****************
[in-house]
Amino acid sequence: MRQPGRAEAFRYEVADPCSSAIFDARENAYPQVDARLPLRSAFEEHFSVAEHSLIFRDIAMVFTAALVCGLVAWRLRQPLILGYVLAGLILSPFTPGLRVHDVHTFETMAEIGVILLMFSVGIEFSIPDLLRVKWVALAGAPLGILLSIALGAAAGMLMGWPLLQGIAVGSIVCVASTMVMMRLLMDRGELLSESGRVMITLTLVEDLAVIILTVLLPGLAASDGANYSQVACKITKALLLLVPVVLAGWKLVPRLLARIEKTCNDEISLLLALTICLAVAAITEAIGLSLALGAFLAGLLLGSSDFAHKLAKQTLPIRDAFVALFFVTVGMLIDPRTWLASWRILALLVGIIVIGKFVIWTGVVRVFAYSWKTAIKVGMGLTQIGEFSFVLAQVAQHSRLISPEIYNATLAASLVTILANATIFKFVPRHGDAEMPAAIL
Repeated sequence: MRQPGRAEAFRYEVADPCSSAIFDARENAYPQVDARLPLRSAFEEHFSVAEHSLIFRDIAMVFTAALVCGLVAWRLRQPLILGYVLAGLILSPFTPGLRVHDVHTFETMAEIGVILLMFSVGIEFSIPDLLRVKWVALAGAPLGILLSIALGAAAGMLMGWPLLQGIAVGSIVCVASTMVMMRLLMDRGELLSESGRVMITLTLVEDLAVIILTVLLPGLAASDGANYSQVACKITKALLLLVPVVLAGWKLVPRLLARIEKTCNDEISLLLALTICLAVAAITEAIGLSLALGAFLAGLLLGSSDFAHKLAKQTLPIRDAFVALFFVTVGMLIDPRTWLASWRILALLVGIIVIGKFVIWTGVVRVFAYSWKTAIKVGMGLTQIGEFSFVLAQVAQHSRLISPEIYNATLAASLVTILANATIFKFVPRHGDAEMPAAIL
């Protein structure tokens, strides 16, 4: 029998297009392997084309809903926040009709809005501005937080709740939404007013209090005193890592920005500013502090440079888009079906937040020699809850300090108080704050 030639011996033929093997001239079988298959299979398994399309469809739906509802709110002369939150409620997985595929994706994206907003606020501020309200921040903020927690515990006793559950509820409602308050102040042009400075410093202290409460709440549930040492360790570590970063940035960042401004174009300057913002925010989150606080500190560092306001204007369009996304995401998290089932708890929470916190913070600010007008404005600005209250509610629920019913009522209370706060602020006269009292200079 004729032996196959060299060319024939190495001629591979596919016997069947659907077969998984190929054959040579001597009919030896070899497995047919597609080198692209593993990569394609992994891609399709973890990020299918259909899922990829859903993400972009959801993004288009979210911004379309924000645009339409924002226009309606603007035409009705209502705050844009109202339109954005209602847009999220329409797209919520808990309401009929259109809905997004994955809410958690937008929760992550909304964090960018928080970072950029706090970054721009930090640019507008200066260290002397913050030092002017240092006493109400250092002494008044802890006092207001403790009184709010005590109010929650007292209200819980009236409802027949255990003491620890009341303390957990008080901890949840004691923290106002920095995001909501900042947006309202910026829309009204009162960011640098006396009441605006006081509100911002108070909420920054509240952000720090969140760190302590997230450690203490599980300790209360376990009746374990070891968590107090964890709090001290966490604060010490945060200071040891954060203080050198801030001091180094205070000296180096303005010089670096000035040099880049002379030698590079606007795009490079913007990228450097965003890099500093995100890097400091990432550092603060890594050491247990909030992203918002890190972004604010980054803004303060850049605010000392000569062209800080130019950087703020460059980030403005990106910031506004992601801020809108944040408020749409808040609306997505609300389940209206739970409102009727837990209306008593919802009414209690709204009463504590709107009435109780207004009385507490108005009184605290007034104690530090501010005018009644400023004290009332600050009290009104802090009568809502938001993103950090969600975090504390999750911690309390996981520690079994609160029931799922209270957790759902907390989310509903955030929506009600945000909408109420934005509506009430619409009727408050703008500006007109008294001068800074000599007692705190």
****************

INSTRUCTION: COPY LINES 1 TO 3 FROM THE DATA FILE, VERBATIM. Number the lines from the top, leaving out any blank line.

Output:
[in-house]
Amino acid sequence: MRQPGRAEAFRYEVADPCSSAIFDARENAYPQVDARLPLRSAFEEHFSVAEHSLIFRDIAMVFTAALVCGLVAWRLRQPLILGYVLAGLILSPFTPGLRVHDVHTFETMAEIGVILLMFSVGIEFSIPDLLRVKWVALAGAPLGILLSIALGAAAGMLMGWPLLQGIAVGSIVCVASTMVMMRLLMDRGELLSESGRVMITLTLVEDLAVIILTVLLPGLAASDGANYSQVACKITKALLLLVPVVLAGWKLVPRLLARIEKTCNDEISLLLALTICLAVAAITEAIGLSLALGAFLAGLLLGSSDFAHKLAKQTLPIRDAFVALFFVTVGMLIDPRTWLASWRILALLVGIIVIGKFVIWTGVVRVFAYSWKTAIKVGMGLTQIGEFSFVLAQVAQHSRLISPEIYNATLAASLVTILANATIFKFVPRHGDAEMPAAIL
Repeated sequence: MRQPGRAEAFRYEVADPCSSAIFDARENAYPQVDARLPLRSAFEEHFSVAEHSLIFRDIAMVFTAALVCGLVAWRLRQPLILGYVLAGLILSPFTPGLRVHDVHTFETMAEIGVILLMFSVGIEFSIPDLLRVKWVALAGAPLGILLSIALGAAAGMLMGWPLLQGIAVGSIVCVASTMVMMRLLMDRGELLSESGRVMITLTLVEDLAVIILTVLLPGLAASDGANYSQVACKITKALLLLVPVVLAGWKLVPRLLARIEKTCNDEISLLLALTICLAVAAITEAIGLSLALGAFLAGLLLGSSDFAHKLAKQTLPIRDAFVALFFVTVGMLIDPRTWLASWRILALLVGIIVIGKFVIWTGVVRVFAYSWKTAIKVGMGLTQIGEFSFVLAQVAQHSRLISPEIYNATLAASLVTILANATIFKFVPRHGDAEMPAAIL